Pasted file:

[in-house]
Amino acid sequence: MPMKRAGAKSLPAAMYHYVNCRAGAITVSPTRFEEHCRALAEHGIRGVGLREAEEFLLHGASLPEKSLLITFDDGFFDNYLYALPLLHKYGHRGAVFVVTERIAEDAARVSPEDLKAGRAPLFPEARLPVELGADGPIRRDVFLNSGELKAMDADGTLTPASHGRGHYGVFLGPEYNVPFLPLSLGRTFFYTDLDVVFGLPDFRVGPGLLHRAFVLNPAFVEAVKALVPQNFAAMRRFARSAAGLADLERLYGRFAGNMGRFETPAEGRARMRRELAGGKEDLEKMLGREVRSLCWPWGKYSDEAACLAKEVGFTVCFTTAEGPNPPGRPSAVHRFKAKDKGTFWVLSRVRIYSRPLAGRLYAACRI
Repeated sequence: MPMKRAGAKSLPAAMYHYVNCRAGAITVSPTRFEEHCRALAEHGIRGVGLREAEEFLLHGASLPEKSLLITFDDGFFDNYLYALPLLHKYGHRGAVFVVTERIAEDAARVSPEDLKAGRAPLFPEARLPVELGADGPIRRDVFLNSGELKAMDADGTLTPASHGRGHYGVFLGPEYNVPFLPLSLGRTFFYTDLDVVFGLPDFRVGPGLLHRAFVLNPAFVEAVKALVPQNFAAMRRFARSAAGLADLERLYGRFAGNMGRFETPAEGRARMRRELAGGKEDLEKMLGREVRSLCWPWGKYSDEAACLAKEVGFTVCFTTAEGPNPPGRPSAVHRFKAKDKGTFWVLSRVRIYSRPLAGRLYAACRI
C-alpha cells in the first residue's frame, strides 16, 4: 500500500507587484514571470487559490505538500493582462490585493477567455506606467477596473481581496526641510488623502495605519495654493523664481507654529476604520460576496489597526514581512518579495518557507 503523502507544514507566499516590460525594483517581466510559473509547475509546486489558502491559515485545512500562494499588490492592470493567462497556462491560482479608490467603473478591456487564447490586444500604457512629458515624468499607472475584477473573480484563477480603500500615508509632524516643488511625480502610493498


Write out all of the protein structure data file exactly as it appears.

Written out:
[in-house]
Amino acid sequence: MPMKRAGAKSLPAAMYHYVNCRAGAITVSPTRFEEHCRALAEHGIRGVGLREAEEFLLHGASLPEKSLLITFDDGFFDNYLYALPLLHKYGHRGAVFVVTERIAEDAARVSPEDLKAGRAPLFPEARLPVELGADGPIRRDVFLNSGELKAMDADGTLTPASHGRGHYGVFLGPEYNVPFLPLSLGRTFFYTDLDVVFGLPDFRVGPGLLHRAFVLNPAFVEAVKALVPQNFAAMRRFARSAAGLADLERLYGRFAGNMGRFETPAEGRARMRRELAGGKEDLEKMLGREVRSLCWPWGKYSDEAACLAKEVGFTVCFTTAEGPNPPGRPSAVHRFKAKDKGTFWVLSRVRIYSRPLAGRLYAACRI
Repeated sequence: MPMKRAGAKSLPAAMYHYVNCRAGAITVSPTRFEEHCRALAEHGIRGVGLREAEEFLLHGASLPEKSLLITFDDGFFDNYLYALPLLHKYGHRGAVFVVTERIAEDAARVSPEDLKAGRAPLFPEARLPVELGADGPIRRDVFLNSGELKAMDADGTLTPASHGRGHYGVFLGPEYNVPFLPLSLGRTFFYTDLDVVFGLPDFRVGPGLLHRAFVLNPAFVEAVKALVPQNFAAMRRFARSAAGLADLERLYGRFAGNMGRFETPAEGRARMRRELAGGKEDLEKMLGREVRSLCWPWGKYSDEAACLAKEVGFTVCFTTAEGPNPPGRPSAVHRFKAKDKGTFWVLSRVRIYSRPLAGRLYAACRI
C-alpha cells in the first residue's frame, strides 16, 4: 500500500507587484514571470487559490505538500493582462490585493477567455506606467477596473481581496526641510488623502495605519495654493523664481507654529476604520460576496489597526514581512518579495518557507 503523502507544514507566499516590460525594483517581466510559473509547475509546486489558502491559515485545512500562494499588490492592470493567462497556462491560482479608490467603473478591456487564447490586444500604457512629458515624468499607472475584477473573480484563477480603500500615508509632524516643488511625480502610493498